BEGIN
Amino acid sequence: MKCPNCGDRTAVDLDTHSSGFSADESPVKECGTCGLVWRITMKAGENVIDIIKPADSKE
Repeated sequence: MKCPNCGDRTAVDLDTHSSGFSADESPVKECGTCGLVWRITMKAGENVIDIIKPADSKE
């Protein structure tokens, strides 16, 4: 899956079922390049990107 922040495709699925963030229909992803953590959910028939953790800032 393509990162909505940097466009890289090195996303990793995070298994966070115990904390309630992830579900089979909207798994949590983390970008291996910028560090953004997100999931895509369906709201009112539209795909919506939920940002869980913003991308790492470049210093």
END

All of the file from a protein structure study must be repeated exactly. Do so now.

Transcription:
Amino acid sequence: MKCPNCGDRTAVDLDTHSSGFSADESPVKECGTCGLVWRITMKAGENVIDIIKPADSKE
Repeated sequence: MKCPNCGDRTAVDLDTHSSGFSADESPVKECGTCGLVWRITMKAGENVIDIIKPADSKE
């Protein structure tokens, strides 16, 4: 899956079922390049990107 922040495709699925963030229909992803953590959910028939953790800032 393509990162909505940097466009890289090195996303990793995070298994966070115990904390309630992830579900089979909207798994949590983390970008291996910028560090953004997100999931895509369906709201009112539209795909919506939920940002869980913003991308790492470049210093």